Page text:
Snapshot of Success
It is one thing to stand on a soapbox and verbally champion the positive attributes of the alternative litigation finance industry, but another to support these statements with quantifiable results. In the past couple months, our Australian parent put its money where its mouth is and has helped claimants achieve great success in their legal battles with the use of litigation funding.
Air Cargo Class Action
Early June 2014 marked the end of a seven year air-cargo class action suit led by Maurice Blackburn Lawyers. The class action was brought by various importers and exporters against a number of airlines, including Qantas Airways Ltd, Lufthansa Cargo, Singapore Airlines Ltd , Cathay Pacific Airways Ltd and British Airways, on allegations that these companies colluded to price-fix fuel and security surcharges on international air-freight services. Without admitting liability, the airline companies entered into a $38 million settlement.
Brooke Dellavedova, Class Actions Principal at Maurice Blackburn Lawyers noted that “[t]his case was hard fought and resource intensive. Without the class actions mechanism, there’s no way the smaller businesses we acted for could have pursued these claims…. The case was funded by Bentham IMF Limited. Without litigation funding, it is doubtful whether this case could have proceeded.”
Standard & Poor’s Appeal
Standard and Poor’s (“S&P”) appeal stemmed from a 2012 decision finding 13 New South Wales councils were deceived when S&P gave a particular product, the Constant Proportion Dept Obligation (“CPDO”), a AAA credit rating, which is the highest investment ranking available. In 2006, CPDOs were created by ABN AMRO (a European bank) and heralded as the "poster child for the excesses of financial engineering" by researchers from the United States Federal Reserve. An ABN AMRO banker likened CPDOs to that of a casino, stating "[i]f you win you start again. If you lose, double your bet. Repeat. You have a great chance of winning (99.9 per cent) 1 pound, but a chance of losing the lot (0.10 per cent) if you lose 11 times in a row." The value of the CPDOs tanked during the global financial crisis and the underlying court found the S&P liable to the tune of $30 million.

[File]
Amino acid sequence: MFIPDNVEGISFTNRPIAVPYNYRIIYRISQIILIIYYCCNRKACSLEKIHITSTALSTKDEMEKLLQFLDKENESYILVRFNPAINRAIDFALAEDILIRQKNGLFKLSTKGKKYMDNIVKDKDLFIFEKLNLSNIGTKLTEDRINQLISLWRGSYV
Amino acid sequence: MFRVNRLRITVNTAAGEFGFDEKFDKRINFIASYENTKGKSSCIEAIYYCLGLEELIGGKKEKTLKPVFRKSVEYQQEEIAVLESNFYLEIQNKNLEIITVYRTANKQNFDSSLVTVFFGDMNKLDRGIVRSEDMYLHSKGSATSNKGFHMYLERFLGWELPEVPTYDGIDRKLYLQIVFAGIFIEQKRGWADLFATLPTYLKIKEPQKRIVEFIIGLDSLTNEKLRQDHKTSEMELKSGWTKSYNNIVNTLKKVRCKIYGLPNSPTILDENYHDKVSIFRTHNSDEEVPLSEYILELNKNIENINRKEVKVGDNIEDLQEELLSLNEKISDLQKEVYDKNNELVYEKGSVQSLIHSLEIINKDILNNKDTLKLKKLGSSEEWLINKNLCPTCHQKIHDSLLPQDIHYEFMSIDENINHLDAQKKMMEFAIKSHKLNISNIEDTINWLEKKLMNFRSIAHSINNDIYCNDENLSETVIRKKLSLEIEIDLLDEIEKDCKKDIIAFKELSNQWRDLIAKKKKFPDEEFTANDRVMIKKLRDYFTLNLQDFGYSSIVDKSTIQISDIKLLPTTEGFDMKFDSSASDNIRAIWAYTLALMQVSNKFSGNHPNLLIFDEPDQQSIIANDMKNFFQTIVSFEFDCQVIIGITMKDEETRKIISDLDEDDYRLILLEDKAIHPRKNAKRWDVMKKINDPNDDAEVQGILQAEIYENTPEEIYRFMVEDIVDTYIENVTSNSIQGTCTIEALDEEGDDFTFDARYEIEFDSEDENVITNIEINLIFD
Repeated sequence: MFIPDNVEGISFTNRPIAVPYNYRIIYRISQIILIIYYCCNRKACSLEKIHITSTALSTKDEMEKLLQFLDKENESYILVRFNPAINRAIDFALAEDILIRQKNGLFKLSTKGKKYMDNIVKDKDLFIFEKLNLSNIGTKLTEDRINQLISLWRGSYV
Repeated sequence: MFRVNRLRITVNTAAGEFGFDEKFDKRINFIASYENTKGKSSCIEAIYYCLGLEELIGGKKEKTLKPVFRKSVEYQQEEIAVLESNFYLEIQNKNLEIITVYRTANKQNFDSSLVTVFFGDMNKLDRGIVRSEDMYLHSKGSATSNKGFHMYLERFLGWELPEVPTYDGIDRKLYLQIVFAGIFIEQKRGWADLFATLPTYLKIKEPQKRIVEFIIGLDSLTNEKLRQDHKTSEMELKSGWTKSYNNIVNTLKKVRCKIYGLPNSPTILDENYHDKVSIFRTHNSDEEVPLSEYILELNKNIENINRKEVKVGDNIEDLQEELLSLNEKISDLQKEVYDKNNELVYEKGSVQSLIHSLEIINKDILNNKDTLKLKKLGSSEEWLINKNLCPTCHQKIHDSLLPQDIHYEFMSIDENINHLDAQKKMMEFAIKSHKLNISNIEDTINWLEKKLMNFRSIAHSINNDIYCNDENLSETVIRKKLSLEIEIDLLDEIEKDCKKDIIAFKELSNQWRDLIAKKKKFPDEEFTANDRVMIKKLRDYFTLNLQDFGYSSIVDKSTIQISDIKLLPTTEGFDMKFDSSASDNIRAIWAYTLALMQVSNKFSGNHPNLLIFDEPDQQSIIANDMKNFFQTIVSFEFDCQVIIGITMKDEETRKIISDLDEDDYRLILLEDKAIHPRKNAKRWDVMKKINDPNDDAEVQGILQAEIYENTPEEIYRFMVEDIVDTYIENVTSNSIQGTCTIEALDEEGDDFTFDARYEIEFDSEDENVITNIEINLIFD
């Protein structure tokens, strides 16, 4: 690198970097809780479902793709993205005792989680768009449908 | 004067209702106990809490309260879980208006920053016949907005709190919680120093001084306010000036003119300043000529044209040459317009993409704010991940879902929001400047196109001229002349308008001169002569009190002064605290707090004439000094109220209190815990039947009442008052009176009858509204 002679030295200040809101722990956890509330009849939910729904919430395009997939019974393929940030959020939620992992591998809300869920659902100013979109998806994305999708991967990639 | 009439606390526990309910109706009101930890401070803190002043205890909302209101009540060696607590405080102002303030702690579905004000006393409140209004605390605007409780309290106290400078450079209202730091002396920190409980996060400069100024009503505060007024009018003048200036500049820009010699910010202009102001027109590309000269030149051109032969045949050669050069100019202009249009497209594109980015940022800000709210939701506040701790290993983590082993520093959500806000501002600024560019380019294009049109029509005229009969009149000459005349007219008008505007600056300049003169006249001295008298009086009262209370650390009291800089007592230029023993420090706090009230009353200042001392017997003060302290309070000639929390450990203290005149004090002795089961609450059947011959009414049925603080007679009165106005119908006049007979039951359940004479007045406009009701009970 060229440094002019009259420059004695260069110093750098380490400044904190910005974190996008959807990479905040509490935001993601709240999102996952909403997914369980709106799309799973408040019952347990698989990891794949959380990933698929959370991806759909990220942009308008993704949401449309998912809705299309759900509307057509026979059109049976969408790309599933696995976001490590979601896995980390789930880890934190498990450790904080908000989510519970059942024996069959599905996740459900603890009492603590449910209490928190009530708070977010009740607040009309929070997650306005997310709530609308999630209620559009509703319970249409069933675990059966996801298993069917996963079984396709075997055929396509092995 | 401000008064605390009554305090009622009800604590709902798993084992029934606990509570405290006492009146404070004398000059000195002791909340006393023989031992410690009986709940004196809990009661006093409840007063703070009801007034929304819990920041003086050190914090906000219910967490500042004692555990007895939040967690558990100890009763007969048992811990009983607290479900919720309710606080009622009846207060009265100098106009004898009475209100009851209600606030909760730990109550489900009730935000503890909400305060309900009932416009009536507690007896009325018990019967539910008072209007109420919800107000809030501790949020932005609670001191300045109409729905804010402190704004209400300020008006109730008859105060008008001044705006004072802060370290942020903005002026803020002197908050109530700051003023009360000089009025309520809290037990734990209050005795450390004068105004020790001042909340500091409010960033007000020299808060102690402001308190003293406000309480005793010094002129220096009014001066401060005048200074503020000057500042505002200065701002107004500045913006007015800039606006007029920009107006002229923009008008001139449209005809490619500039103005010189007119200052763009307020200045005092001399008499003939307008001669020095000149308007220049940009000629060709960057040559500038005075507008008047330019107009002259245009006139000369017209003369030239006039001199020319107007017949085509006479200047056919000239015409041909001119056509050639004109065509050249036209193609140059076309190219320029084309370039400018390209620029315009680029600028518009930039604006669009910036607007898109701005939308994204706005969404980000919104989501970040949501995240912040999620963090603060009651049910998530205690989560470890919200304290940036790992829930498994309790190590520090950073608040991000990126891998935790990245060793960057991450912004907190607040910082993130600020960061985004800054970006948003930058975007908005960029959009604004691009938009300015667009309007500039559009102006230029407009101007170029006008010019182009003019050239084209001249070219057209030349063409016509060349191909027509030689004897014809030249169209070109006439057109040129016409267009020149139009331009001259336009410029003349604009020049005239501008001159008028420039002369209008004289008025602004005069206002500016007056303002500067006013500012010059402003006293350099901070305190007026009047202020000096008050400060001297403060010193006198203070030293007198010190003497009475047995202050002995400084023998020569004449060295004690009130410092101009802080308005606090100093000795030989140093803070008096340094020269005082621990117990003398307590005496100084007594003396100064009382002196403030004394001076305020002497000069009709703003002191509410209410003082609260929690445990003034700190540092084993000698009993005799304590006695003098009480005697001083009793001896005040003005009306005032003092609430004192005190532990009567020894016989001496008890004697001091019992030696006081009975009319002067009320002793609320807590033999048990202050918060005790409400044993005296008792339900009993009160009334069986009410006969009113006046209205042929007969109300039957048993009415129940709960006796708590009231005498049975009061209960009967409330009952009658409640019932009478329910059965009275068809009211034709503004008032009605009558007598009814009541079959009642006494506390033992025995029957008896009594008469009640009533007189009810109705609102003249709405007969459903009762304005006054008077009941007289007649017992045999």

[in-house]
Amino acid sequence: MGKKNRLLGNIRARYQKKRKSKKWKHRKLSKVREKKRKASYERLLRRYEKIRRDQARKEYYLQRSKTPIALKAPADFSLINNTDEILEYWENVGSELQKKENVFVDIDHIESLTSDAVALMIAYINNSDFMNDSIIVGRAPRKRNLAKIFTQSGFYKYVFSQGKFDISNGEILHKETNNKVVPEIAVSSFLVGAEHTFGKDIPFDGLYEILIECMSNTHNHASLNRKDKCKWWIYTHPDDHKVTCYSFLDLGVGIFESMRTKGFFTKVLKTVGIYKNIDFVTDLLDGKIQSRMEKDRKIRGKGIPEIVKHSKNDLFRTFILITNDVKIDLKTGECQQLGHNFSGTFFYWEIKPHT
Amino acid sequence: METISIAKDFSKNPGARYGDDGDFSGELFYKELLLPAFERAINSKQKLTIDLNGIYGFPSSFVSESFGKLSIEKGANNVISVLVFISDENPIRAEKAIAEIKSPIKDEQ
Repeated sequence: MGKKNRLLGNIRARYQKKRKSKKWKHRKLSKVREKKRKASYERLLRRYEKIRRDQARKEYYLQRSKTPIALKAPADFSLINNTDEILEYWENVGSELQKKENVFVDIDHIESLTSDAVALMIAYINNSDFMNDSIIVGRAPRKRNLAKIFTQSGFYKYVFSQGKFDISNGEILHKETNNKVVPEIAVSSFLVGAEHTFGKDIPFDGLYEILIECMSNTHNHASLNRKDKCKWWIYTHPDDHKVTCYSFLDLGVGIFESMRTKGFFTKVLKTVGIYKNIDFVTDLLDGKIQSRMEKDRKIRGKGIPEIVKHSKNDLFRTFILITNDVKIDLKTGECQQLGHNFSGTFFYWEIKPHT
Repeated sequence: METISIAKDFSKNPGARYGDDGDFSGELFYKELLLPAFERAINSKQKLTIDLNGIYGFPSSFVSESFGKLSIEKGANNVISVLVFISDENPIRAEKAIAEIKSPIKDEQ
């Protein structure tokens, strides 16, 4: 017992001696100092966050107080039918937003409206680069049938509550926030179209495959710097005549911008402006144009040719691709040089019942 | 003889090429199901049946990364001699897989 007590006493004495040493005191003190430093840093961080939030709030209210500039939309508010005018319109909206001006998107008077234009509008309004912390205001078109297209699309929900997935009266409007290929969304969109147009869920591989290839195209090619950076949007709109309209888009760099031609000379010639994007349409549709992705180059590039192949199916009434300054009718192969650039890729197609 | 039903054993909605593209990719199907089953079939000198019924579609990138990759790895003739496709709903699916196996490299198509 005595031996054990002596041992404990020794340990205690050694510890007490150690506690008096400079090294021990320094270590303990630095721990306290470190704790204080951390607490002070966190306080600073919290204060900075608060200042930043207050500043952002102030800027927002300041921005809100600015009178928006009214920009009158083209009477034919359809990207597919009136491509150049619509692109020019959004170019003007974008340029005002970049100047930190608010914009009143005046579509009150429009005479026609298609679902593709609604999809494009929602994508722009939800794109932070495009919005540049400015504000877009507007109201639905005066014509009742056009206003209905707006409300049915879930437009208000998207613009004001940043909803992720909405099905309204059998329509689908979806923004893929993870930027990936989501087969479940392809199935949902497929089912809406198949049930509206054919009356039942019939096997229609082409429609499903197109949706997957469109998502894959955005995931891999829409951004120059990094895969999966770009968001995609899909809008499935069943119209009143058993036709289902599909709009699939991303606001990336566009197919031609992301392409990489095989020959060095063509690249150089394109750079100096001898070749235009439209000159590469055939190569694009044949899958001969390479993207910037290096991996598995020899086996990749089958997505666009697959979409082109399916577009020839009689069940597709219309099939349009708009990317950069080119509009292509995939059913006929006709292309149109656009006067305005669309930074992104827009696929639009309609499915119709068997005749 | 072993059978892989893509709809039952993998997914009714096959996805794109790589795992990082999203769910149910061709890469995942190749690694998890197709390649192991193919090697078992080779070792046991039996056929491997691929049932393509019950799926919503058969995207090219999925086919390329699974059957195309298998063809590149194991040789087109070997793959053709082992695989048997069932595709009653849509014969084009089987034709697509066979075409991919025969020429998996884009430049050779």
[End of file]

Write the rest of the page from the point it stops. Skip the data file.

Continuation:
S&P appealed and stood firm in their belief that investors must do their due diligence as S&P maintains no relationship with investors that use their ratings. The Federal Court of Australia was not persuaded by S&P’s position and dismissed S&P’s appeal, thereby affirming the underlying court’s decision.
On behalf of local councils, Bentham IMF Limited financed the case against S&P and ABN Amro. This decision is the first of its kind against a credit rating agency and helped to lay the groundwork for a similar case also receiving litigation funding in the Netherlands.
These recent success stories exemplify how litigation funding has helped provide access to justice and hold large corporations accountable for their actions. As the alternative litigation finance industry grows, there is no doubt we will see more “David vs. Goliath” type cases to completion.